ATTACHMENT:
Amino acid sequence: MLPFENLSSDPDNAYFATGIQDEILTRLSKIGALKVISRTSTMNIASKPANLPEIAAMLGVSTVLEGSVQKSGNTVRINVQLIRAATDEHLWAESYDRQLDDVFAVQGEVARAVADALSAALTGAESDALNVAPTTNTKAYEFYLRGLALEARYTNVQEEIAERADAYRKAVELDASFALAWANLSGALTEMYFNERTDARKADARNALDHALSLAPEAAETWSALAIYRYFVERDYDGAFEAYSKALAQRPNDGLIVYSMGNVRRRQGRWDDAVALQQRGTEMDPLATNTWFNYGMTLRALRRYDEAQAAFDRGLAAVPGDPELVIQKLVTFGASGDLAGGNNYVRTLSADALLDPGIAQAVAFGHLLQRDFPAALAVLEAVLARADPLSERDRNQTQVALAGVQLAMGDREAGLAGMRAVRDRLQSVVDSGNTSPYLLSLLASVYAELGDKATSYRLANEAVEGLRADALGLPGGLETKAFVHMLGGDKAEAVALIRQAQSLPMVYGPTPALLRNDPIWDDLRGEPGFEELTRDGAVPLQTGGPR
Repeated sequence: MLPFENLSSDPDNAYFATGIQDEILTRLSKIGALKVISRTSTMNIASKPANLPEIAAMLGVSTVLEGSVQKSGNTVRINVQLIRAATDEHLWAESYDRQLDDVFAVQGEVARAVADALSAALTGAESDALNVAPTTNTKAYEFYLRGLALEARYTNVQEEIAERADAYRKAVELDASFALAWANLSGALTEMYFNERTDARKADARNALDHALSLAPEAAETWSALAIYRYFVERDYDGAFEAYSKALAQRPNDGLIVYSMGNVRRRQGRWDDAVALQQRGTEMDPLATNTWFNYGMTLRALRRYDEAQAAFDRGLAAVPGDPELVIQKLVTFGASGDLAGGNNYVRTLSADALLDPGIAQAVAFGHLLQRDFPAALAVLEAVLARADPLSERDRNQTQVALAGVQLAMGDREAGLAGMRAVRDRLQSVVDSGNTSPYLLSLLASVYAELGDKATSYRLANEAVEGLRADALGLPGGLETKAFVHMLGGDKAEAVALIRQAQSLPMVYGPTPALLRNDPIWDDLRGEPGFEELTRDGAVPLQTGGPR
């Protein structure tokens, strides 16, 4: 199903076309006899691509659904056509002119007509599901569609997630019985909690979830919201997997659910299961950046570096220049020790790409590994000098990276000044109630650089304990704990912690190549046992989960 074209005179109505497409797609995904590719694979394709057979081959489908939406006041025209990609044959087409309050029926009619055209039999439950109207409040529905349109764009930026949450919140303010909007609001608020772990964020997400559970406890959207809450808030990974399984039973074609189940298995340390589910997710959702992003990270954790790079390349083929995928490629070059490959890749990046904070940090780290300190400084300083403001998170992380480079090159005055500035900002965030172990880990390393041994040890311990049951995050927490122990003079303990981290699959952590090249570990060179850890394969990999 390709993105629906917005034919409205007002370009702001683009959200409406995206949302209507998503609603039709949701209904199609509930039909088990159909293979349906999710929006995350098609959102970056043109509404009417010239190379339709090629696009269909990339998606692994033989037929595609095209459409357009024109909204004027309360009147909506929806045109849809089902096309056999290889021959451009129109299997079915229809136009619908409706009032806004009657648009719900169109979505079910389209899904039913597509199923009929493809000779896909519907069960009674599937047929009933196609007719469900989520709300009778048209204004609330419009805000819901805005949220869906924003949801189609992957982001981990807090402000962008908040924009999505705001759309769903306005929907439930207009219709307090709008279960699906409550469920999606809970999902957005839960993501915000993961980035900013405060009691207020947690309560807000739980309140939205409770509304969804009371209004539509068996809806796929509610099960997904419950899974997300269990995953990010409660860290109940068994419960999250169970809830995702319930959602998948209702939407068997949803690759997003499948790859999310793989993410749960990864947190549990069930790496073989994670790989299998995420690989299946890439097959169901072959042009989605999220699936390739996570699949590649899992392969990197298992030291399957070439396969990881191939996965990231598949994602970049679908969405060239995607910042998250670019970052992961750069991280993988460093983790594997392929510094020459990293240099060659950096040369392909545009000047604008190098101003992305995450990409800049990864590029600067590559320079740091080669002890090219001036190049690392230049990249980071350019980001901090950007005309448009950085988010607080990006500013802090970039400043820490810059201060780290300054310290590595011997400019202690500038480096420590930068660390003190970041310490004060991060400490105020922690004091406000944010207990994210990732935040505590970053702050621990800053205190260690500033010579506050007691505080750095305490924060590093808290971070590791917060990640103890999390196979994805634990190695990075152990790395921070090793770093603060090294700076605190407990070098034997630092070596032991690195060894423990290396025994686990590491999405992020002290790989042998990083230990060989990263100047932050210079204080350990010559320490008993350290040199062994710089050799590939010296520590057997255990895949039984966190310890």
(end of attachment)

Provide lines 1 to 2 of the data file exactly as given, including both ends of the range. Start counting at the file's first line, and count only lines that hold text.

Amino acid sequence: MLPFENLSSDPDNAYFATGIQDEILTRLSKIGALKVISRTSTMNIASKPANLPEIAAMLGVSTVLEGSVQKSGNTVRINVQLIRAATDEHLWAESYDRQLDDVFAVQGEVARAVADALSAALTGAESDALNVAPTTNTKAYEFYLRGLALEARYTNVQEEIAERADAYRKAVELDASFALAWANLSGALTEMYFNERTDARKADARNALDHALSLAPEAAETWSALAIYRYFVERDYDGAFEAYSKALAQRPNDGLIVYSMGNVRRRQGRWDDAVALQQRGTEMDPLATNTWFNYGMTLRALRRYDEAQAAFDRGLAAVPGDPELVIQKLVTFGASGDLAGGNNYVRTLSADALLDPGIAQAVAFGHLLQRDFPAALAVLEAVLARADPLSERDRNQTQVALAGVQLAMGDREAGLAGMRAVRDRLQSVVDSGNTSPYLLSLLASVYAELGDKATSYRLANEAVEGLRADALGLPGGLETKAFVHMLGGDKAEAVALIRQAQSLPMVYGPTPALLRNDPIWDDLRGEPGFEELTRDGAVPLQTGGPR
Repeated sequence: MLPFENLSSDPDNAYFATGIQDEILTRLSKIGALKVISRTSTMNIASKPANLPEIAAMLGVSTVLEGSVQKSGNTVRINVQLIRAATDEHLWAESYDRQLDDVFAVQGEVARAVADALSAALTGAESDALNVAPTTNTKAYEFYLRGLALEARYTNVQEEIAERADAYRKAVELDASFALAWANLSGALTEMYFNERTDARKADARNALDHALSLAPEAAETWSALAIYRYFVERDYDGAFEAYSKALAQRPNDGLIVYSMGNVRRRQGRWDDAVALQQRGTEMDPLATNTWFNYGMTLRALRRYDEAQAAFDRGLAAVPGDPELVIQKLVTFGASGDLAGGNNYVRTLSADALLDPGIAQAVAFGHLLQRDFPAALAVLEAVLARADPLSERDRNQTQVALAGVQLAMGDREAGLAGMRAVRDRLQSVVDSGNTSPYLLSLLASVYAELGDKATSYRLANEAVEGLRADALGLPGGLETKAFVHMLGGDKAEAVALIRQAQSLPMVYGPTPALLRNDPIWDDLRGEPGFEELTRDGAVPLQTGGPR